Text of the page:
Super Mario is back
Mario Draghi was President of the ECB from November 2011 to November 2019 and became world-famous for his speech in London in which he compared the euro to a bumblebee. A bumblebee is not supposed to be able to fly, but it does fly. Draghi stated that the ECB is ready to do everything it can to preserve the euro. And believe me, that will be enough’, were his words. That statement coincided with the highest interest rate on bonds of the Southern member states. Since then, those interest rates have fallen sharply. The ten-year interest rates in Italy and Greece are now at 0.66%, in Spain at 0.12%, and in Portugal at 0.06%. The Irish ten-year rate is even negative. Nevertheless, concerns about the euro’s continued existence threaten to return. Not so much because of the elections in the Netherlands or those in Germany in September. The elections in France next year are even behind the horizon. It is Italy that is once again at the political centre of the eurozone.
At the request of Italian President Mattarella, Mario Draghi will attempt to form a business cabinet. After the collapse of the Conte coalition, the only other alternative was early elections. In Italy, only the president can call early elections, but Mattarella did not feel comfortable organising them in the middle of the pandemic. It is not easy to form a new coalition in highly polarised Italy, but if anyone can do it, it is Super Mario. This is the man who could even get the Bundesbank to agree to quantitative easing. Without the right-wing Lega Nord and the anarchic Five Star Movement, all that remains is a broad coalition of fragmented centre parties. Moreover, the polls show that Lega Nord, together with Forza Italia and the Fratelli d’Italia, could achieve an absolute majority in parliament after the elections. That would be a right-wing coalition with strong anti-European sentiments. These three parties therefore prefer to call for new elections. That is also precisely the reason why the other parties do not want elections. Moreover, the Italian parliament has to elect a new president in 12 months’ time and he has a lot of power in Italy. With a Eurosceptic populist as the next President of Italy, the end of the eurozone and the European Union is very close. Any party that does not want this will therefore have to comply with Draghi’s demands. Super Mario is also uniquely capable of getting Brussels to give Italy the 200 billion from the support plan without any substantial reforms in Italy. The man is simply good with words.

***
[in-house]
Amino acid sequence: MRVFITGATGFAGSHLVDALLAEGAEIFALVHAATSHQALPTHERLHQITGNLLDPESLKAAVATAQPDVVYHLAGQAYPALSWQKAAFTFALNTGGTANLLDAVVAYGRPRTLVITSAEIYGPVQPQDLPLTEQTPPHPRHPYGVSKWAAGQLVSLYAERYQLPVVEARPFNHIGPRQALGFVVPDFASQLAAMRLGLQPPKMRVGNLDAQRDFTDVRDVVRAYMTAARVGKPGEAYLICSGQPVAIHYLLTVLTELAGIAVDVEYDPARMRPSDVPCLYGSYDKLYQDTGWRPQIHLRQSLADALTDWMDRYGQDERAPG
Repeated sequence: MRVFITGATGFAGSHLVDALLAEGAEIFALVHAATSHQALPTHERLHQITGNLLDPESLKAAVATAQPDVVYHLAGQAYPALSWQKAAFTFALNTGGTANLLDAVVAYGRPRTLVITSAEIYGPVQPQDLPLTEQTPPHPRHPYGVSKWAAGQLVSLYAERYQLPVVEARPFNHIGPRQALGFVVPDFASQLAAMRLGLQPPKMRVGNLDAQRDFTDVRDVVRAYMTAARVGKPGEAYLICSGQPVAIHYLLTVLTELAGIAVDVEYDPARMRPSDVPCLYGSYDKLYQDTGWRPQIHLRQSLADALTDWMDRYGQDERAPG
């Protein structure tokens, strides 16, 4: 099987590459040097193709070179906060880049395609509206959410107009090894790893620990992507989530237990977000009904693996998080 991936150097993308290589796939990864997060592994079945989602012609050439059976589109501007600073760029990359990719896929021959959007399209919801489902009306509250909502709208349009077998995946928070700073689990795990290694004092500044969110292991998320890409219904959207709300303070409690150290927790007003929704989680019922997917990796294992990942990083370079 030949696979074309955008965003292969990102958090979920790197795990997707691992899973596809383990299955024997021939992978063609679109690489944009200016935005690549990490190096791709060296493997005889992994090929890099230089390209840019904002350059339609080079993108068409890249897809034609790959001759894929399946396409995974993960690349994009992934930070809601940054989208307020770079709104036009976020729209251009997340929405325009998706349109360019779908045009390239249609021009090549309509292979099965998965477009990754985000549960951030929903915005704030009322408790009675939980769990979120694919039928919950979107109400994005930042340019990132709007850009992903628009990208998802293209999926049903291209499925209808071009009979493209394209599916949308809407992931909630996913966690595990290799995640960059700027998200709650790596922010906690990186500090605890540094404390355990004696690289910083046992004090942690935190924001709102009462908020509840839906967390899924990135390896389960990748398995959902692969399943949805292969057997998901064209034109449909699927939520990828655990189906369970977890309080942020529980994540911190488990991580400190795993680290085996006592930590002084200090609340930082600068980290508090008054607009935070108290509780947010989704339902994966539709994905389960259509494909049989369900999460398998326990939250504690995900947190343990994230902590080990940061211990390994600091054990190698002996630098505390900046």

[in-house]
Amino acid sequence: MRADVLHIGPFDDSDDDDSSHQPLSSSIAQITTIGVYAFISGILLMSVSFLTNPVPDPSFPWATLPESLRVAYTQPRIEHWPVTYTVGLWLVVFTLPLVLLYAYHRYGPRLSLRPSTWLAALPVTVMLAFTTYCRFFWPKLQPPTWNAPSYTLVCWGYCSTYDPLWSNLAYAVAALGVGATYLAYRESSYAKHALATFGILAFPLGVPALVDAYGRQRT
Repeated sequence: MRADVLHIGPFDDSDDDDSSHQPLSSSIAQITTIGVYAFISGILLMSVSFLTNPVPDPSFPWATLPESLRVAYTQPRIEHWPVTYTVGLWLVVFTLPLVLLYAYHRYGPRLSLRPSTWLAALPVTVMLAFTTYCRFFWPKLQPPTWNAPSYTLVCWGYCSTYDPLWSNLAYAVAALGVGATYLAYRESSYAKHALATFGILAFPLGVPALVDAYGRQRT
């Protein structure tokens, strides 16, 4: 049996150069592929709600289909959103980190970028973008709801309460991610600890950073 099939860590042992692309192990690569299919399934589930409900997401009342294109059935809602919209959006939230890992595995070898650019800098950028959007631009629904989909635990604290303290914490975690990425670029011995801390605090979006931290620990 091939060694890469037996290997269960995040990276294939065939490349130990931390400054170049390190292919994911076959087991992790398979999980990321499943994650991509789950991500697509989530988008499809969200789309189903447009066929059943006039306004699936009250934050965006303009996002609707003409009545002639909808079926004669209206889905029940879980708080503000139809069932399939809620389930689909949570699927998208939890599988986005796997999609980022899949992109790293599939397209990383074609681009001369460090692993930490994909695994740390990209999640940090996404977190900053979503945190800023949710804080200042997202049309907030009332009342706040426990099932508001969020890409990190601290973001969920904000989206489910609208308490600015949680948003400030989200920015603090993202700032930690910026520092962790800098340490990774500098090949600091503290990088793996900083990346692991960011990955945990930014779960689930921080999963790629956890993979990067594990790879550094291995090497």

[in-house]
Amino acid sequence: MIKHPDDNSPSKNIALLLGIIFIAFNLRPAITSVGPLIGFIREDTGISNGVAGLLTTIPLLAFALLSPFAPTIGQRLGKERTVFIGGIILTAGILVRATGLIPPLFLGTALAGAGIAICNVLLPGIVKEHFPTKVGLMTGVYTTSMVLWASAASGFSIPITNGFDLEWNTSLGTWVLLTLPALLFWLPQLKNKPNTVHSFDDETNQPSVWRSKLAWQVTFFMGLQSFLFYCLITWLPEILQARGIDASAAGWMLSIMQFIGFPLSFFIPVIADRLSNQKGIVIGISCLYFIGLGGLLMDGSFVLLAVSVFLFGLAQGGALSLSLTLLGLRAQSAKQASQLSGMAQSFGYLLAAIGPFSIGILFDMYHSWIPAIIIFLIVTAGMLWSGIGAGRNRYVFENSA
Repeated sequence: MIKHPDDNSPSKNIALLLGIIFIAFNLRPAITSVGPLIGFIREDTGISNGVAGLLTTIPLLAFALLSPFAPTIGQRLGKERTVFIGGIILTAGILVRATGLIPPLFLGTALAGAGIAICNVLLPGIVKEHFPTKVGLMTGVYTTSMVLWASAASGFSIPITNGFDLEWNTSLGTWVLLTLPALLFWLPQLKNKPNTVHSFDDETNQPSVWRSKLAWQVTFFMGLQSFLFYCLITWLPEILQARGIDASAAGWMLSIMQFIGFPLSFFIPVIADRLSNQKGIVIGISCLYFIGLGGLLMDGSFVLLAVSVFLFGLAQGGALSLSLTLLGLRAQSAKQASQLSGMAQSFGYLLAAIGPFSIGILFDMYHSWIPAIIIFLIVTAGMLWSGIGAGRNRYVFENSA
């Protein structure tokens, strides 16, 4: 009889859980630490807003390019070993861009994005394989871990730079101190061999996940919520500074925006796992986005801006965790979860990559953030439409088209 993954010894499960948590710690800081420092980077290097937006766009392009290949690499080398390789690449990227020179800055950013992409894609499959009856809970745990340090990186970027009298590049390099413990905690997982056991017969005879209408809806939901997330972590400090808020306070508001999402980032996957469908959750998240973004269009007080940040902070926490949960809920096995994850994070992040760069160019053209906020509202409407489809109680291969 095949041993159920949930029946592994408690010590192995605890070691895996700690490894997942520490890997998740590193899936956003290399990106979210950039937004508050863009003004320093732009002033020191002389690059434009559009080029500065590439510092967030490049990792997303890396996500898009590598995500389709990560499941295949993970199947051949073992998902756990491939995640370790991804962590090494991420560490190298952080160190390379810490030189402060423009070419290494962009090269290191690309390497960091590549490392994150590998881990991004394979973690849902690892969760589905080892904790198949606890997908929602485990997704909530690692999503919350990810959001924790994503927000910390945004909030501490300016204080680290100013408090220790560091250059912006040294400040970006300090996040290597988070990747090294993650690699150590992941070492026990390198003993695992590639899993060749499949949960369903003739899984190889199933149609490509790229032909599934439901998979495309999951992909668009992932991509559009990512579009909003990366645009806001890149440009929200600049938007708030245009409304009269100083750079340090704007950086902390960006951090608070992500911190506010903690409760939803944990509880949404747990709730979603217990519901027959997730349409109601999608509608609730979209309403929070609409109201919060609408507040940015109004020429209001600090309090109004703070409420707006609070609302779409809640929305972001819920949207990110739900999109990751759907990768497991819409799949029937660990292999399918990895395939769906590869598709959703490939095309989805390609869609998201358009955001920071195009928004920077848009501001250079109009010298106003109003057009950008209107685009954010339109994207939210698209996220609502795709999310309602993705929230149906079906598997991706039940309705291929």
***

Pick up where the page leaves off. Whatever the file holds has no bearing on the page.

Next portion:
This makes Draghi the only person who can save the euro not once, but twice. Draghi could become president of the ECB because he was governor of the central bank of Italy since 2006. In Italy, the governor of the central bank is appointed for life. Draghi’s predecessor, Antonio Fazio, is now 84. But Fazio was forced to resign on 19 December 2005 after a major scandal. ABN Amro tried to take over Banco Antonveneta, but Fazio pulled ahead of Banco Popolare Italiana (BPI) and Banco Popolare di Lodi. After the arrest of BPI’s top executive, a conspiracy was uncovered that revealed that Fazio and his closest associates were very receptive to gifts from the top executive. To top it all off, Fazio was officially indicted for promoting insider trading. In 2011, Fazio was even convicted of market manipulation. He received a prison sentence of 3.5 years and a fine of 1.3 million euros. That does not sound like the man who would have saved the euro. Without that failed takeover attempt by the Dutch ABN Amro, Draghi would never have got the top job at the Italian central bank and later the ECB. And Super Mario would never have been able to save the euro twice.